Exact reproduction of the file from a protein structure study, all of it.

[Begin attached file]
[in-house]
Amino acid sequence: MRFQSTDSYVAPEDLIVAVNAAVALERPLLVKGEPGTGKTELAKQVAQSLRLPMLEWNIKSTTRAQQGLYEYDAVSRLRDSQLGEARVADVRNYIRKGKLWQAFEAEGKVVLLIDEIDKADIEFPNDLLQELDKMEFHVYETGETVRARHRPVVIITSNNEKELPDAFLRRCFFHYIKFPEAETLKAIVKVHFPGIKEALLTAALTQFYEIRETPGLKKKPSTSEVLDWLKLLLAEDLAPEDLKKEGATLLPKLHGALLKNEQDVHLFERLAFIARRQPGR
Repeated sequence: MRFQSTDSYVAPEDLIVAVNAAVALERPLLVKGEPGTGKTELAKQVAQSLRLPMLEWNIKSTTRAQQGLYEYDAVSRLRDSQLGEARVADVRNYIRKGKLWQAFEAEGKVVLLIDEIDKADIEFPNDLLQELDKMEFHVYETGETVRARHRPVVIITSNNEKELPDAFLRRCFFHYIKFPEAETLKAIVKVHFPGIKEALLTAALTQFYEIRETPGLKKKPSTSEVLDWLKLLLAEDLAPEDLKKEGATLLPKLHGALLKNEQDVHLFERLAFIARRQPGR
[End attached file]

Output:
[in-house]
Amino acid sequence: MRFQSTDSYVAPEDLIVAVNAAVALERPLLVKGEPGTGKTELAKQVAQSLRLPMLEWNIKSTTRAQQGLYEYDAVSRLRDSQLGEARVADVRNYIRKGKLWQAFEAEGKVVLLIDEIDKADIEFPNDLLQELDKMEFHVYETGETVRARHRPVVIITSNNEKELPDAFLRRCFFHYIKFPEAETLKAIVKVHFPGIKEALLTAALTQFYEIRETPGLKKKPSTSEVLDWLKLLLAEDLAPEDLKKEGATLLPKLHGALLKNEQDVHLFERLAFIARRQPGR
Repeated sequence: MRFQSTDSYVAPEDLIVAVNAAVALERPLLVKGEPGTGKTELAKQVAQSLRLPMLEWNIKSTTRAQQGLYEYDAVSRLRDSQLGEARVADVRNYIRKGKLWQAFEAEGKVVLLIDEIDKADIEFPNDLLQELDKMEFHVYETGETVRARHRPVVIITSNNEKELPDAFLRRCFFHYIKFPEAETLKAIVKVHFPGIKEALLTAALTQFYEIRETPGLKKKPSTSEVLDWLKLLLAEDLAPEDLKKEGATLLPKLHGALLKNEQDVHLFERLAFIARRQPGR